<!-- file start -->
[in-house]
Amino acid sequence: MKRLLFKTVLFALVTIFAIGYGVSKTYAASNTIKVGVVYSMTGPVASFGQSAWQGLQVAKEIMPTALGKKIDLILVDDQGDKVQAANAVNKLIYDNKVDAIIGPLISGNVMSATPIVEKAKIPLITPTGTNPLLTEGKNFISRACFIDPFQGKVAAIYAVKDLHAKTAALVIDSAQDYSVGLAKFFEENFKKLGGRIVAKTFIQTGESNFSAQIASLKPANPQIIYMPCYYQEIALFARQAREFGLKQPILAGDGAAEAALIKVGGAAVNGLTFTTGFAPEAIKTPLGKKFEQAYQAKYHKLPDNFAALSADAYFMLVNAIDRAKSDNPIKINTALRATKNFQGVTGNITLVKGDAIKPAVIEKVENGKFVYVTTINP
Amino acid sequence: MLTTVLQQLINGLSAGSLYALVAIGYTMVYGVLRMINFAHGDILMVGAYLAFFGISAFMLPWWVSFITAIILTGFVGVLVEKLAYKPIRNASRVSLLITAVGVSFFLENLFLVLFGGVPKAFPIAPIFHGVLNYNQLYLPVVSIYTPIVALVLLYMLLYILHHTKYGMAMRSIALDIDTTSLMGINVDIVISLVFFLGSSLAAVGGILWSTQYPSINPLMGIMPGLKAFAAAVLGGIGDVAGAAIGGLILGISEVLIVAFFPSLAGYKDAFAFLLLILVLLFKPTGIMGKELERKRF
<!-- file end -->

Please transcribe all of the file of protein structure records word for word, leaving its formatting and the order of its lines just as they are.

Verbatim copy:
[in-house]
Amino acid sequence: MKRLLFKTVLFALVTIFAIGYGVSKTYAASNTIKVGVVYSMTGPVASFGQSAWQGLQVAKEIMPTALGKKIDLILVDDQGDKVQAANAVNKLIYDNKVDAIIGPLISGNVMSATPIVEKAKIPLITPTGTNPLLTEGKNFISRACFIDPFQGKVAAIYAVKDLHAKTAALVIDSAQDYSVGLAKFFEENFKKLGGRIVAKTFIQTGESNFSAQIASLKPANPQIIYMPCYYQEIALFARQAREFGLKQPILAGDGAAEAALIKVGGAAVNGLTFTTGFAPEAIKTPLGKKFEQAYQAKYHKLPDNFAALSADAYFMLVNAIDRAKSDNPIKINTALRATKNFQGVTGNITLVKGDAIKPAVIEKVENGKFVYVTTINP
Amino acid sequence: MLTTVLQQLINGLSAGSLYALVAIGYTMVYGVLRMINFAHGDILMVGAYLAFFGISAFMLPWWVSFITAIILTGFVGVLVEKLAYKPIRNASRVSLLITAVGVSFFLENLFLVLFGGVPKAFPIAPIFHGVLNYNQLYLPVVSIYTPIVALVLLYMLLYILHHTKYGMAMRSIALDIDTTSLMGINVDIVISLVFFLGSSLAAVGGILWSTQYPSINPLMGIMPGLKAFAAAVLGGIGDVAGAAIGGLILGISEVLIVAFFPSLAGYKDAFAFLLLILVLLFKPTGIMGKELERKRF